By Crabby McSlacker
Strength training, alas, is still considered a crucial ingredient in the ever-changing recipe for a fit and healthy life. Omitting this key ingredient is like trying to make meringue with no egg whites–the results may be disappointingly gloppier than you were intending.
But it’s not just about looking more buffed or losing weight more easily. There are plenty of important health benefits from strength training that I’m too lazy to list. But trust me, strength training is good for you in ways that cardio is not! You need both.
Of course I realize that many people love weights and hate cardio. To me this is hilarious, like someone saying “no, I’ll have to skip that cupcake-tasting party this evening, I’ve been really looking forward to cleaning up all the accumulated dog shit in our neighborhood.”
There’s no accounting for taste.
Me, I loathe strength training. Yet I’ve been doing it pretty damn regularly for over 25 years.
From this you may conclude:
(1) I’ve figured out a couple of tricks to make it less horrible. And,
(2) I obviously need a few more tricks, or “loathe” wouldn’t be the first word to come to mind when I think about lifting weights.
So I’ll share of a few of my sneaky motivational tips and maybe some of you have some better ideas?
I need a “fun” goal to shoot for, something that is at least theoretically doable that I would LOVE to be capable of some day. Sometimes I achieve these, more often I do not, but it’s more about having something to motivate my ass to the gym.
My current goal is actually and old goal, one that I reached at one point, yay me! And then lost it again, damn it. What can I say? Life got busy and I let things slide.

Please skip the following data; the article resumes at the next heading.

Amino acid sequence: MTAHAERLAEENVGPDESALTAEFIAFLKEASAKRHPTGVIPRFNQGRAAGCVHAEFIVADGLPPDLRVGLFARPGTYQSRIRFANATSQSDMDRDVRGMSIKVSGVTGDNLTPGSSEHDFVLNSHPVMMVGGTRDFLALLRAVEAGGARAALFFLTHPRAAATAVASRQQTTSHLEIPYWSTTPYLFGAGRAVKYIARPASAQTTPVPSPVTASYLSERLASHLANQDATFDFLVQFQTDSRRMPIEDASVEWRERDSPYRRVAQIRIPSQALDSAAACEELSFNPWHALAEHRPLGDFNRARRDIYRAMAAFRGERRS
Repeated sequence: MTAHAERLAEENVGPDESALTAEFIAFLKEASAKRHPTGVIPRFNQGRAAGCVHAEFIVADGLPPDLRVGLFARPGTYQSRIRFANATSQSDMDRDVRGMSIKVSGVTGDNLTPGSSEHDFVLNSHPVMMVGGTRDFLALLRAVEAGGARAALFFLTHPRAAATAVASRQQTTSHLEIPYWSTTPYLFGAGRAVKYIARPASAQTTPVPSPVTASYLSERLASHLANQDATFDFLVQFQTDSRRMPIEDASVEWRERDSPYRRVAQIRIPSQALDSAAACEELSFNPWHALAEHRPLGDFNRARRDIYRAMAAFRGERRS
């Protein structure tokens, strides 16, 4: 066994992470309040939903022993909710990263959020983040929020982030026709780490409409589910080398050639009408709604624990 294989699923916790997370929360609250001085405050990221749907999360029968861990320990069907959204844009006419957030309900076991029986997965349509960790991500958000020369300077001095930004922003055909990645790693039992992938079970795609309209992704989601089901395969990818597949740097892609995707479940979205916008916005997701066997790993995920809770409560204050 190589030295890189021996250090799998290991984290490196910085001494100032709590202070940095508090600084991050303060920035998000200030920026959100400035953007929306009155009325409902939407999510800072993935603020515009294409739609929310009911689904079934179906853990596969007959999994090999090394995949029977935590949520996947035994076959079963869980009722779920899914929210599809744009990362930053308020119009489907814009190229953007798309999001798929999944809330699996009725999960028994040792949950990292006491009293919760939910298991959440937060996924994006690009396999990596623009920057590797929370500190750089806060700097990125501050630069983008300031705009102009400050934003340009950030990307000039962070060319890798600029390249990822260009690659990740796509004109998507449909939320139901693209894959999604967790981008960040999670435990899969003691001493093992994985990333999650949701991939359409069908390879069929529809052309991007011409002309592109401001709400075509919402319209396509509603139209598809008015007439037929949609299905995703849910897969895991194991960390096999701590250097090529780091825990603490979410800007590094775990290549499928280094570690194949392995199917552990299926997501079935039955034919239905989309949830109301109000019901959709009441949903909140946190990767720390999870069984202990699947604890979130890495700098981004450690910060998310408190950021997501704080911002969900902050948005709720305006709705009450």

Anyway, it’s this: I want to be able to master unassisted chin-ups and/or pull-ups again.
For some reason, in my twisted brain, this is a powerful symbolic achievement, saying “I’ve arrived” at a superior level of fitness. (Weird aside: the first analogy that came to mind: the ability to do these are like being handed “the keys to the executive washroom.” I never worked anywhere where there was an executive washroom. Do they really exist? Any other old farts have that archaic image lurking in the recesses of their brains? And where the hell did it come from, some old movie or something? )
I want my chin ups and pull ups back SO bad! But I suspect it’s gonna be a while. I’ll keep you posted.
Part of my motivational problem is that I tend to settle into a routine too easily, defaulting to my usual “favorites.” (And by “favorite” I mean the exercises least likely to make myself want to leap off a tall building rather than force myself to complete them.)
But there are many different ways to target the same muscles. Sometimes when you just can’t stand the idea of say, lunges or cable rows or lat pull-downs or whatever you usually do, doing the same thing a different way can seem a less hideous alternative. Plus, if you do something you don’t ordinarily do you have no benchmark, and no pressure to meet any particular expectation about performance.
Where to find ideas?
Well, the google, obviously. One helpful resource you might come across is the Ace Exercise Library but there are others, and YouTube is your friend in getting all sorts of ideas from all kinds of different folks.
Or, obviously, you could hire a trainer or take a class, which is an awesome solution for most people. For me, not so much. I have control issues, what can I say?
Another similar approach?
Become a Creeper and Stalk Personal Trainers, Instructors, etc And Steal Their Ideas